(a version of this report was contributed to SummitPost)
This is the most popular and best-maintained hiking trail on Moorea. Local guides take visitors to the pass most days of the week, and largely thanks to their efforts, the trail is in great condition. As of September 2013, the path was wide enough in most places that you barely even had to touch the surrounding vegetation. This is in stark contrast to most other trails in the interior of the island, which can be overgrown and difficult to follow.
The trail begins at the Belvedere parking lot, heads west for a while passing a few dry creeks, then turns south and climbs up to the pass. The net elevation gain is only 160 meters, with total elevation gain around 260 meters. Rewards for hikers include is an up-close view of Mouaroa to the west, Mt. Tohiea behind, and open vistas of the north and south coasts of the island.
Before You Go
- Allow 3 hours – you’ll finish much faster if you hurry, but why hurry?
- Take 2 litres of water per person – you will sweat buckets
- Bring comfortable footwear with good traction (no flip-flops)
- Usual outdoor common sense applies: avoid going alone; tell someone where you are going and when to expect you; be prepared for rain and emergencies.
Once at the Belvedere, ignore the spectacular vista completely (you’ll see why in a moment). Find the trail heading west, i.e. on your right as you drive into the parking area. Keep left at the first junction. At the next one, a short detour continues straight to a viewpoint essentially identical to the Belvedere, but with a nice bench, and normally not another soul in sight. The main trail meanwhile heads sharply left then descends about 50 meters to the first creek.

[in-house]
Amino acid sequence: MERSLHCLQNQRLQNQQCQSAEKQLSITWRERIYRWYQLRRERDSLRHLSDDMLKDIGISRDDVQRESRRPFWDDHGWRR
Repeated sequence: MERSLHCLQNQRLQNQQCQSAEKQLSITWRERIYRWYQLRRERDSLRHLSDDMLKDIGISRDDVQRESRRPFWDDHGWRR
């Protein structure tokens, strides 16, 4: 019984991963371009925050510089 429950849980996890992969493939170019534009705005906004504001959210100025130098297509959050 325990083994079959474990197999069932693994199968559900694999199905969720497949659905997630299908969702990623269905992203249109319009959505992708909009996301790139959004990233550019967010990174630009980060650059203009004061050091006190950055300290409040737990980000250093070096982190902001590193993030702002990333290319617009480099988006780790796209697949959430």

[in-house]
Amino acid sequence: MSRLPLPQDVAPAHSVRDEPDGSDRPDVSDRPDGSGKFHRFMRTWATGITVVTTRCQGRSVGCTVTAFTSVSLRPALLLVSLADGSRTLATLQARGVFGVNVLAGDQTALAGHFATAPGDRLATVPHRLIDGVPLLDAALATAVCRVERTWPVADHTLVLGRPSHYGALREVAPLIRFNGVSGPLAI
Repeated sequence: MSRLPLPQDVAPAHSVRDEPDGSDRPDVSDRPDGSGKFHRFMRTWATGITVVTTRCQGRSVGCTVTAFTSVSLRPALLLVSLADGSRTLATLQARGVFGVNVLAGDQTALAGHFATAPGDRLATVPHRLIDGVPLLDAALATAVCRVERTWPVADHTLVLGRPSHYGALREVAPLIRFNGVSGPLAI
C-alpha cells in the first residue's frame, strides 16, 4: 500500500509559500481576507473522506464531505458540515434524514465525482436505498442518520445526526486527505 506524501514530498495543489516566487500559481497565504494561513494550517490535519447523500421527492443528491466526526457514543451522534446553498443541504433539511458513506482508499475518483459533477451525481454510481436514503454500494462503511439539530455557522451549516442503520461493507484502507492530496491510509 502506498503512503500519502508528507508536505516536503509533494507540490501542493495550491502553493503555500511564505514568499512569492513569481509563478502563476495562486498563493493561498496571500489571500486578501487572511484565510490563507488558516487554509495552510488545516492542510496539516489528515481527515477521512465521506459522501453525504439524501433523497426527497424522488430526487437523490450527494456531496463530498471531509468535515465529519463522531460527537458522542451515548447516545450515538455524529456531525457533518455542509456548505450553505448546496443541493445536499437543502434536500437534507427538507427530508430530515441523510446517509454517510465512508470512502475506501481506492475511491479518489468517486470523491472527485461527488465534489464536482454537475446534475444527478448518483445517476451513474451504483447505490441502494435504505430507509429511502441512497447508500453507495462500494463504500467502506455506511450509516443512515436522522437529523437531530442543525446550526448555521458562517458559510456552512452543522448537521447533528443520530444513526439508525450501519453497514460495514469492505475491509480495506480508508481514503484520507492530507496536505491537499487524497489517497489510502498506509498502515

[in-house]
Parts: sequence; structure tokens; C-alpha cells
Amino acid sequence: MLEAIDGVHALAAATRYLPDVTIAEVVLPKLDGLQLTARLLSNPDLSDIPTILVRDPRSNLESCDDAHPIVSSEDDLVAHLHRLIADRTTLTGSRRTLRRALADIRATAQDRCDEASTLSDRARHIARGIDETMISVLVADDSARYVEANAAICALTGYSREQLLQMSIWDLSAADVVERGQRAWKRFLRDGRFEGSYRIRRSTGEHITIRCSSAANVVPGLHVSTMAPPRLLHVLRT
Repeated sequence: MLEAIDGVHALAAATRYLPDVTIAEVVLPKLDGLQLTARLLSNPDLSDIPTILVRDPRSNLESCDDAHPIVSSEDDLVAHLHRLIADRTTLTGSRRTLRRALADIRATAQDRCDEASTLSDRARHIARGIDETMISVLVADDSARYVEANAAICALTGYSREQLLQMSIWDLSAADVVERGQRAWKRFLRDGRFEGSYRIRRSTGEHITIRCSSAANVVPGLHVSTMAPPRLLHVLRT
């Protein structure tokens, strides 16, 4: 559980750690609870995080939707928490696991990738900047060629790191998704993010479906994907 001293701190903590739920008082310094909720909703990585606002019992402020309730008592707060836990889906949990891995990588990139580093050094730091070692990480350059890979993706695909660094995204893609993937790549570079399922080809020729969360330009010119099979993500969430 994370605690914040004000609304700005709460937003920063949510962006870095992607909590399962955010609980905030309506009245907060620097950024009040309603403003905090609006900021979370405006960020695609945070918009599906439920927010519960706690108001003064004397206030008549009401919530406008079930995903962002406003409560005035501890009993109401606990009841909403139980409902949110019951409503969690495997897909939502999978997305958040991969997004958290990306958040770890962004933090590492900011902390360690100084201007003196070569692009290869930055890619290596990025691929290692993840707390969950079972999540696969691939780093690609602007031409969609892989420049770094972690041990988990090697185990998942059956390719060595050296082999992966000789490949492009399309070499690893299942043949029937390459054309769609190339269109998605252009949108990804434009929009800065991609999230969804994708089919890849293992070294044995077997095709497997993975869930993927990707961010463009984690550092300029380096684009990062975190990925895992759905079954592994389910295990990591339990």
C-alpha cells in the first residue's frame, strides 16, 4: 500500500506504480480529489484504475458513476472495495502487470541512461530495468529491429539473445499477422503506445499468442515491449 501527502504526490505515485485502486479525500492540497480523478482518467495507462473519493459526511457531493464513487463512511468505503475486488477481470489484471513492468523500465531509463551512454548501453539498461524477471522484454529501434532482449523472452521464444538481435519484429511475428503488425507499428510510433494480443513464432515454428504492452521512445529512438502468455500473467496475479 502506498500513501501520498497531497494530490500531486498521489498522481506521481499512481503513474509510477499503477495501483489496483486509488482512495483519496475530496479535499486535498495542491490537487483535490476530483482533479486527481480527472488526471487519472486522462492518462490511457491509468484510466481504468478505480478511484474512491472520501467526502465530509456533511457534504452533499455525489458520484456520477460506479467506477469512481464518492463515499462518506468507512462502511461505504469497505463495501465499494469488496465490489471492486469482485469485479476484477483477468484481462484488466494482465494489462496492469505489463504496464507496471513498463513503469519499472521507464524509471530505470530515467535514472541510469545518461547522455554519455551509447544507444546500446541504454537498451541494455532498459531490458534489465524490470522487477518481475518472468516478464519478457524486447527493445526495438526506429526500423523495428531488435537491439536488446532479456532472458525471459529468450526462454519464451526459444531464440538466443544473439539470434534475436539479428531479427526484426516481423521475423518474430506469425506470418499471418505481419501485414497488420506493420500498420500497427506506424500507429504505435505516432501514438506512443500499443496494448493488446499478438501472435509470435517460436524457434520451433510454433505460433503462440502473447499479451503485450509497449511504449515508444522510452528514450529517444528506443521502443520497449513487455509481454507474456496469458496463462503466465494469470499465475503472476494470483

The creeks are generally dry (in the dry season, anyway). Make sure to cross them and reconnect with the trail on the other side – it’s easy to end up following the creek bed instead, which is not what you want. Look for obvious steps marking the point where the trail hits the creek on either side.
Continue until you reach an opening in the trees with a view of Cook Bay. The trail to the pass heads up on your left (continuing straight will take you down to Opunohu bay). From here on it is a steady climb with some switchbacks to Three Coconut Trees pass. The trail narrows near the top and may be washed out in places, so watch your step.
There is at least one other trail leading to this spot, so make sure to pick the correct route on your way down. As of September 2013 it was possible to reach the pass from the south coast of the island too, although that route is a bit more challenging. Check with Mark at Mark’s Place Moorea for details.